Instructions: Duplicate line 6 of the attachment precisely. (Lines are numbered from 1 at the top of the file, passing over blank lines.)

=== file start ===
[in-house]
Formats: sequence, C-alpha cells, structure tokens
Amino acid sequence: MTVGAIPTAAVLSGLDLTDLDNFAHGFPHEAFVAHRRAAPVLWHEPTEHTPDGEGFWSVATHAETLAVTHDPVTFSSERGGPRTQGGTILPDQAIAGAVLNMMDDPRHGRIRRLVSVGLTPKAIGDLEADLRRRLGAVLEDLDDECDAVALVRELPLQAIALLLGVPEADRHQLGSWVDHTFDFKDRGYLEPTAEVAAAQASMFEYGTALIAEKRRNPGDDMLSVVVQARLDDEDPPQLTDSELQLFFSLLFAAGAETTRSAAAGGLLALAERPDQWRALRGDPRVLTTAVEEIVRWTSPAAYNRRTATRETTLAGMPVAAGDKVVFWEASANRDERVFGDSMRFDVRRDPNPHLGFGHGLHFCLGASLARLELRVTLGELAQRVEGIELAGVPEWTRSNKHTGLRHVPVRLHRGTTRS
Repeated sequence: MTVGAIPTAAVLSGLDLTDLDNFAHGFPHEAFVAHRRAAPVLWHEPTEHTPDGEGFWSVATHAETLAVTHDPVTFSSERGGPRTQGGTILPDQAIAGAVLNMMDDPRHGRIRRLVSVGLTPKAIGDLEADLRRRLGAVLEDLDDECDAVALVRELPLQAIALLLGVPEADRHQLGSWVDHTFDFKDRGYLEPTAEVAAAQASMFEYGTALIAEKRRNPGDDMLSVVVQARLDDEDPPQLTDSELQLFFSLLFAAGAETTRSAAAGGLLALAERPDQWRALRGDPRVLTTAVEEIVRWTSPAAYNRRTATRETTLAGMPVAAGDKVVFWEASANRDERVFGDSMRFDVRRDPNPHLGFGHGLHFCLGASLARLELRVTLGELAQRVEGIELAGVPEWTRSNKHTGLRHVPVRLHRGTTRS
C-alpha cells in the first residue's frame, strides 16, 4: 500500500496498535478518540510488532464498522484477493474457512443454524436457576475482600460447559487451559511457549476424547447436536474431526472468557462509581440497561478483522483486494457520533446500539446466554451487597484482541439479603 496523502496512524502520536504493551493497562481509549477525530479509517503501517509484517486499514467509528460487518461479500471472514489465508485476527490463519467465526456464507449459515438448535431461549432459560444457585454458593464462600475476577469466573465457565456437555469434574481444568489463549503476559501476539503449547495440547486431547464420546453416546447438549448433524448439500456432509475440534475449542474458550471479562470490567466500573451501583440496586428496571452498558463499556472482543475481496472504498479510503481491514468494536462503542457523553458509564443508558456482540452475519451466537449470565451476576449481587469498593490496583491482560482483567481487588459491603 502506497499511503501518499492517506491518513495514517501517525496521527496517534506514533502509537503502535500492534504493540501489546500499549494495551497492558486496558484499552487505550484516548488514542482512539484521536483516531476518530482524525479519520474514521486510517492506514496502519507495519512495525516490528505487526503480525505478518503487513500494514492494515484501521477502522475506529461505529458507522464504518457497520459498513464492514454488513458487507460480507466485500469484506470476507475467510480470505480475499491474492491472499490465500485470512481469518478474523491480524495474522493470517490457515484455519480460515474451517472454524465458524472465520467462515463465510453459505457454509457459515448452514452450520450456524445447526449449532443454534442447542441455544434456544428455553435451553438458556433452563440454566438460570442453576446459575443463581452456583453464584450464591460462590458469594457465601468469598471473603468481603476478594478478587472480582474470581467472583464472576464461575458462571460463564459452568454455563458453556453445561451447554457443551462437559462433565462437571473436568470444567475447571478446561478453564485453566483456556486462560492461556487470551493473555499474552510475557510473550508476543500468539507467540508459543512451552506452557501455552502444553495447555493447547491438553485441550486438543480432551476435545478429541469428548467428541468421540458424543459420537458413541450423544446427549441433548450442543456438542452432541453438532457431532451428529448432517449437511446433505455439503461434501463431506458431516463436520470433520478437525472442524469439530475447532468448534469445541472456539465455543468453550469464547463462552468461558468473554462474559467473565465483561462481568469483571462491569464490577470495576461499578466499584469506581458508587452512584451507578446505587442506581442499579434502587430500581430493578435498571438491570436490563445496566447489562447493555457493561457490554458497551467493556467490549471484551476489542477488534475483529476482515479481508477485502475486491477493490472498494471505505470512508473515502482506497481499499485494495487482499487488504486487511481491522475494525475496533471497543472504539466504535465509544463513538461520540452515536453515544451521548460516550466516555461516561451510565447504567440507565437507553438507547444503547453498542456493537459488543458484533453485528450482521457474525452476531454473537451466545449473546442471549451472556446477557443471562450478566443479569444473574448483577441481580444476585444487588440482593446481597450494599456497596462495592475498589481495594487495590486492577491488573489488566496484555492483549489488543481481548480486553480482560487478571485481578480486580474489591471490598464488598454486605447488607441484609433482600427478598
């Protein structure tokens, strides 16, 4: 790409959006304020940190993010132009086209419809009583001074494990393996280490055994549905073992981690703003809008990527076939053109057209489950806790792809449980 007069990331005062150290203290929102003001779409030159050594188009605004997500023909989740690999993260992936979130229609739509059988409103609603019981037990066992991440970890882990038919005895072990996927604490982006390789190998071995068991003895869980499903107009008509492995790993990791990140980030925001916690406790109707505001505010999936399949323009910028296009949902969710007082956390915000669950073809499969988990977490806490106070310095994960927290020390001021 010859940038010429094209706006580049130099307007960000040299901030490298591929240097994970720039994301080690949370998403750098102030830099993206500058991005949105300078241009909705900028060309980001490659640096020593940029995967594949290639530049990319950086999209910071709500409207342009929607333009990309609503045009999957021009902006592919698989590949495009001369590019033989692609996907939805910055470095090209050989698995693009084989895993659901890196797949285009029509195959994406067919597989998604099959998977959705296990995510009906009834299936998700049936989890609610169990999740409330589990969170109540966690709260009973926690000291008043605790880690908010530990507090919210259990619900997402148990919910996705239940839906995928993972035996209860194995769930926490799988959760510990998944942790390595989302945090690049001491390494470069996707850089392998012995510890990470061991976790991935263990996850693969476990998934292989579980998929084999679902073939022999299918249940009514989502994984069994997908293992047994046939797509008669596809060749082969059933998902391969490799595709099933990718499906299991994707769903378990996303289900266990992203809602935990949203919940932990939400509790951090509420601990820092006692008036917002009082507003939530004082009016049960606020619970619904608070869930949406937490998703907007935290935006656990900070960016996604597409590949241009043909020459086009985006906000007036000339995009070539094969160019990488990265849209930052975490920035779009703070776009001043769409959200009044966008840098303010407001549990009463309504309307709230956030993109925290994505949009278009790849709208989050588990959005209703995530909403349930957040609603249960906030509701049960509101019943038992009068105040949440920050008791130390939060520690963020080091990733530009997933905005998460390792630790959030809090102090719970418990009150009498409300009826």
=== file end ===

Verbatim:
């Protein structure tokens, strides 16, 4: 790409959006304020940190993010132009086209419809009583001074494990393996280490055994549905073992981690703003809008990527076939053109057209489950806790792809449980 007069990331005062150290203290929102003001779409030159050594188009605004997500023909989740690999993260992936979130229609739509059988409103609603019981037990066992991440970890882990038919005895072990996927604490982006390789190998071995068991003895869980499903107009008509492995790993990791990140980030925001916690406790109707505001505010999936399949323009910028296009949902969710007082956390915000669950073809499969988990977490806490106070310095994960927290020390001021 010859940038010429094209706006580049130099307007960000040299901030490298591929240097994970720039994301080690949370998403750098102030830099993206500058991005949105300078241009909705900028060309980001490659640096020593940029995967594949290639530049990319950086999209910071709500409207342009929607333009990309609503045009999957021009902006592919698989590949495009001369590019033989692609996907939805910055470095090209050989698995693009084989895993659901890196797949285009029509195959994406067919597989998604099959998977959705296990995510009906009834299936998700049936989890609610169990999740409330589990969170109540966690709260009973926690000291008043605790880690908010530990507090919210259990619900997402148990919910996705239940839906995928993972035996209860194995769930926490799988959760510990998944942790390595989302945090690049001491390494470069996707850089392998012995510890990470061991976790991935263990996850693969476990998934292989579980998929084999679902073939022999299918249940009514989502994984069994997908293992047994046939797509008669596809060749082969059933998902391969490799595709099933990718499906299991994707769903378990996303289900266990992203809602935990949203919940932990939400509790951090509420601990820092006692008036917002009082507003939530004082009016049960606020619970619904608070869930949406937490998703907007935290935006656990900070960016996604597409590949241009043909020459086009985006906000007036000339995009070539094969160019990488990265849209930052975490920035779009703070776009001043769409959200009044966008840098303010407001549990009463309504309307709230956030993109925290994505949009278009790849709208989050588990959005209703995530909403349930957040609603249960906030509701049960509101019943038992009068105040949440920050008791130390939060520690963020080091990733530009997933905005998460390792630790959030809090102090719970418990009150009498409300009826």